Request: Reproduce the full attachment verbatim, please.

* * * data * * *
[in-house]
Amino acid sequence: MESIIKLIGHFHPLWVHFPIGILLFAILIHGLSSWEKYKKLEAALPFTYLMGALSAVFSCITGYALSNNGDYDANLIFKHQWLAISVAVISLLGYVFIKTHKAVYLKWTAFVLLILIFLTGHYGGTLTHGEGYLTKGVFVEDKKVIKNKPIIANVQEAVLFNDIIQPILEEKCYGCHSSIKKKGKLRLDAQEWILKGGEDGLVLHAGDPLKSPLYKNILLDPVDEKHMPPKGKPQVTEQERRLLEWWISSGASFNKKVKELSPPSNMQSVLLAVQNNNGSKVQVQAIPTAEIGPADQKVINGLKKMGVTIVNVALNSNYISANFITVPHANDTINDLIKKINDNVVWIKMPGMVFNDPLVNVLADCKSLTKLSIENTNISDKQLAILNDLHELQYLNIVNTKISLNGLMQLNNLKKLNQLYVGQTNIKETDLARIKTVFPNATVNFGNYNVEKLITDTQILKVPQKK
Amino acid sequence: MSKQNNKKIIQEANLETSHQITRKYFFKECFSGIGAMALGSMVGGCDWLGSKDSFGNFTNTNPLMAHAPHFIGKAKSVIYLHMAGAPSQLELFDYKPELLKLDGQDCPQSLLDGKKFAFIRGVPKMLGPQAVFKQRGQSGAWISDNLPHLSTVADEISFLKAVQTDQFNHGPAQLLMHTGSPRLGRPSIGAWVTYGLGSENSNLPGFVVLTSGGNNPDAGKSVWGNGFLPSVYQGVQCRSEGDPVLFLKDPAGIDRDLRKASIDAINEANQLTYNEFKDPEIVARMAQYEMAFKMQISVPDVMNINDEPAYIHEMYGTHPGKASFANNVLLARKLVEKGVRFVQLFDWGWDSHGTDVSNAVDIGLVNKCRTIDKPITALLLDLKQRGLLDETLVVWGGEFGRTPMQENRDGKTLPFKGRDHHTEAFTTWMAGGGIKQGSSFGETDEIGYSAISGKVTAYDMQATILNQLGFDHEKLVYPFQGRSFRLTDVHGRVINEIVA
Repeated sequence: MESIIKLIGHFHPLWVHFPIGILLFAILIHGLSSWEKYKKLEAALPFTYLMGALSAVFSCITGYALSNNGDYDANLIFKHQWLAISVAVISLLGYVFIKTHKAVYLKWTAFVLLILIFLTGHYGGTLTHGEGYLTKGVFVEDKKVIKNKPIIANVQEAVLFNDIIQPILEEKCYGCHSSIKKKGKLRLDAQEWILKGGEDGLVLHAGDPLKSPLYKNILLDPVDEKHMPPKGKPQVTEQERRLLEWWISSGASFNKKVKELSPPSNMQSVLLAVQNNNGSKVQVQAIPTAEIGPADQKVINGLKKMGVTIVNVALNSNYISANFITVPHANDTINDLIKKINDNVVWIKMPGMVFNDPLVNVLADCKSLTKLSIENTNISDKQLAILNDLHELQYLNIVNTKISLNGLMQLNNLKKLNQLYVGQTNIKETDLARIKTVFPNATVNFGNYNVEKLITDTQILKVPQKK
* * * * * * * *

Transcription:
[in-house]
Amino acid sequence: MESIIKLIGHFHPLWVHFPIGILLFAILIHGLSSWEKYKKLEAALPFTYLMGALSAVFSCITGYALSNNGDYDANLIFKHQWLAISVAVISLLGYVFIKTHKAVYLKWTAFVLLILIFLTGHYGGTLTHGEGYLTKGVFVEDKKVIKNKPIIANVQEAVLFNDIIQPILEEKCYGCHSSIKKKGKLRLDAQEWILKGGEDGLVLHAGDPLKSPLYKNILLDPVDEKHMPPKGKPQVTEQERRLLEWWISSGASFNKKVKELSPPSNMQSVLLAVQNNNGSKVQVQAIPTAEIGPADQKVINGLKKMGVTIVNVALNSNYISANFITVPHANDTINDLIKKINDNVVWIKMPGMVFNDPLVNVLADCKSLTKLSIENTNISDKQLAILNDLHELQYLNIVNTKISLNGLMQLNNLKKLNQLYVGQTNIKETDLARIKTVFPNATVNFGNYNVEKLITDTQILKVPQKK
Amino acid sequence: MSKQNNKKIIQEANLETSHQITRKYFFKECFSGIGAMALGSMVGGCDWLGSKDSFGNFTNTNPLMAHAPHFIGKAKSVIYLHMAGAPSQLELFDYKPELLKLDGQDCPQSLLDGKKFAFIRGVPKMLGPQAVFKQRGQSGAWISDNLPHLSTVADEISFLKAVQTDQFNHGPAQLLMHTGSPRLGRPSIGAWVTYGLGSENSNLPGFVVLTSGGNNPDAGKSVWGNGFLPSVYQGVQCRSEGDPVLFLKDPAGIDRDLRKASIDAINEANQLTYNEFKDPEIVARMAQYEMAFKMQISVPDVMNINDEPAYIHEMYGTHPGKASFANNVLLARKLVEKGVRFVQLFDWGWDSHGTDVSNAVDIGLVNKCRTIDKPITALLLDLKQRGLLDETLVVWGGEFGRTPMQENRDGKTLPFKGRDHHTEAFTTWMAGGGIKQGSSFGETDEIGYSAISGKVTAYDMQATILNQLGFDHEKLVYPFQGRSFRLTDVHGRVINEIVA
Repeated sequence: MESIIKLIGHFHPLWVHFPIGILLFAILIHGLSSWEKYKKLEAALPFTYLMGALSAVFSCITGYALSNNGDYDANLIFKHQWLAISVAVISLLGYVFIKTHKAVYLKWTAFVLLILIFLTGHYGGTLTHGEGYLTKGVFVEDKKVIKNKPIIANVQEAVLFNDIIQPILEEKCYGCHSSIKKKGKLRLDAQEWILKGGEDGLVLHAGDPLKSPLYKNILLDPVDEKHMPPKGKPQVTEQERRLLEWWISSGASFNKKVKELSPPSNMQSVLLAVQNNNGSKVQVQAIPTAEIGPADQKVINGLKKMGVTIVNVALNSNYISANFITVPHANDTINDLIKKINDNVVWIKMPGMVFNDPLVNVLADCKSLTKLSIENTNISDKQLAILNDLHELQYLNIVNTKISLNGLMQLNNLKKLNQLYVGQTNIKETDLARIKTVFPNATVNFGNYNVEKLITDTQILKVPQKK